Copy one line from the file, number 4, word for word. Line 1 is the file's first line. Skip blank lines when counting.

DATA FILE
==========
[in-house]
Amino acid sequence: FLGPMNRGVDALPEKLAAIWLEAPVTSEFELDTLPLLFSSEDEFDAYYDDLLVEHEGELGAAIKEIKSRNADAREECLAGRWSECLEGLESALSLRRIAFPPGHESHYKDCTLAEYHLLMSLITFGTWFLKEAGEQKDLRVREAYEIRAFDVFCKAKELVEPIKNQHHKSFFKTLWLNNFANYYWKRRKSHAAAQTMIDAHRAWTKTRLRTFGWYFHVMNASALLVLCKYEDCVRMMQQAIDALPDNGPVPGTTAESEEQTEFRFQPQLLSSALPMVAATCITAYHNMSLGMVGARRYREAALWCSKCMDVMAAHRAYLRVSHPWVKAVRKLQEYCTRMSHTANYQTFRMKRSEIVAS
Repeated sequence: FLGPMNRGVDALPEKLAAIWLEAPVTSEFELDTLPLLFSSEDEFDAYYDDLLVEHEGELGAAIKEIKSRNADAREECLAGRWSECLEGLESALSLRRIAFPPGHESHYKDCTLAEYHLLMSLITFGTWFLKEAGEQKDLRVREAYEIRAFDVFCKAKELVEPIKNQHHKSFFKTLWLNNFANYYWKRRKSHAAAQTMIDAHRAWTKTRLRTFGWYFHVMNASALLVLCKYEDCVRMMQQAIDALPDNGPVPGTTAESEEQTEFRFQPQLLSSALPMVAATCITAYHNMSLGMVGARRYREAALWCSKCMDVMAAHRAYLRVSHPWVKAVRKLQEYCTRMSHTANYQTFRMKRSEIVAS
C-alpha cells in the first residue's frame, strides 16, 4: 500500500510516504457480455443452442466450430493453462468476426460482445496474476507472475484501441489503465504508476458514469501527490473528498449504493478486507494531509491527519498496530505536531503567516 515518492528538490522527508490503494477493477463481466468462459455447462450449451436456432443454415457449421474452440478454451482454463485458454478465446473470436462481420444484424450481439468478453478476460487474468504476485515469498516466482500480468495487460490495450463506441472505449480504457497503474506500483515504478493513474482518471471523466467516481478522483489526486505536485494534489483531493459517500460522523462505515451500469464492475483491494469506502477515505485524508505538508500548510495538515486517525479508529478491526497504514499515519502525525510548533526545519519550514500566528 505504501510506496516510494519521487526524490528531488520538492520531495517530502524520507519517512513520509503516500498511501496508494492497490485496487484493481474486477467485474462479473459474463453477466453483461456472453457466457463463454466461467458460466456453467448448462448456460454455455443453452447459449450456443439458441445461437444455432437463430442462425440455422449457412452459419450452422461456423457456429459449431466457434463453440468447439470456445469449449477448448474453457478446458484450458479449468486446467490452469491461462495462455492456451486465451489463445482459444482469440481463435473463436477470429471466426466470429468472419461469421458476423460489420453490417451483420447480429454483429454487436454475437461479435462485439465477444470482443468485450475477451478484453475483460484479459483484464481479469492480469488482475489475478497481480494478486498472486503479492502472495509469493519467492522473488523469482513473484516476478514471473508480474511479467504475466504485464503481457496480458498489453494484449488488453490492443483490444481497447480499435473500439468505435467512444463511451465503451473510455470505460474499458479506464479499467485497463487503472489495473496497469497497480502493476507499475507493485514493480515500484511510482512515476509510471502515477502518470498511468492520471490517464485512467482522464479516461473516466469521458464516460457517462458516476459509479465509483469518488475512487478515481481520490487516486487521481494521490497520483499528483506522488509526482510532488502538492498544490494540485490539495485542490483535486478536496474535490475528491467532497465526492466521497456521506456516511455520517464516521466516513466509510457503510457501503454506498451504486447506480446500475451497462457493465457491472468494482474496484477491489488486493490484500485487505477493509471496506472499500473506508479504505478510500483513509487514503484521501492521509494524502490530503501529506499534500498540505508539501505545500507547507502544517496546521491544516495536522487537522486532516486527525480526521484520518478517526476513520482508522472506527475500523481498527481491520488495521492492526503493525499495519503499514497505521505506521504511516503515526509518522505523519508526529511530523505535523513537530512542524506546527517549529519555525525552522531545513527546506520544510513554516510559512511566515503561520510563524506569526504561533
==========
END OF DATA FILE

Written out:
C-alpha cells in the first residue's frame, strides 16, 4: 500500500510516504457480455443452442466450430493453462468476426460482445496474476507472475484501441489503465504508476458514469501527490473528498449504493478486507494531509491527519498496530505536531503567516 515518492528538490522527508490503494477493477463481466468462459455447462450449451436456432443454415457449421474452440478454451482454463485458454478465446473470436462481420444484424450481439468478453478476460487474468504476485515469498516466482500480468495487460490495450463506441472505449480504457497503474506500483515504478493513474482518471471523466467516481478522483489526486505536485494534489483531493459517500460522523462505515451500469464492475483491494469506502477515505485524508505538508500548510495538515486517525479508529478491526497504514499515519502525525510548533526545519519550514500566528 505504501510506496516510494519521487526524490528531488520538492520531495517530502524520507519517512513520509503516500498511501496508494492497490485496487484493481474486477467485474462479473459474463453477466453483461456472453457466457463463454466461467458460466456453467448448462448456460454455455443453452447459449450456443439458441445461437444455432437463430442462425440455422449457412452459419450452422461456423457456429459449431466457434463453440468447439470456445469449449477448448474453457478446458484450458479449468486446467490452469491461462495462455492456451486465451489463445482459444482469440481463435473463436477470429471466426466470429468472419461469421458476423460489420453490417451483420447480429454483429454487436454475437461479435462485439465477444470482443468485450475477451478484453475483460484479459483484464481479469492480469488482475489475478497481480494478486498472486503479492502472495509469493519467492522473488523469482513473484516476478514471473508480474511479467504475466504485464503481457496480458498489453494484449488488453490492443483490444481497447480499435473500439468505435467512444463511451465503451473510455470505460474499458479506464479499467485497463487503472489495473496497469497497480502493476507499475507493485514493480515500484511510482512515476509510471502515477502518470498511468492520471490517464485512467482522464479516461473516466469521458464516460457517462458516476459509479465509483469518488475512487478515481481520490487516486487521481494521490497520483499528483506522488509526482510532488502538492498544490494540485490539495485542490483535486478536496474535490475528491467532497465526492466521497456521506456516511455520517464516521466516513466509510457503510457501503454506498451504486447506480446500475451497462457493465457491472468494482474496484477491489488486493490484500485487505477493509471496506472499500473506508479504505478510500483513509487514503484521501492521509494524502490530503501529506499534500498540505508539501505545500507547507502544517496546521491544516495536522487537522486532516486527525480526521484520518478517526476513520482508522472506527475500523481498527481491520488495521492492526503493525499495519503499514497505521505506521504511516503515526509518522505523519508526529511530523505535523513537530512542524506546527517549529519555525525552522531545513527546506520544510513554516510559512511566515503561520510563524506569526504561533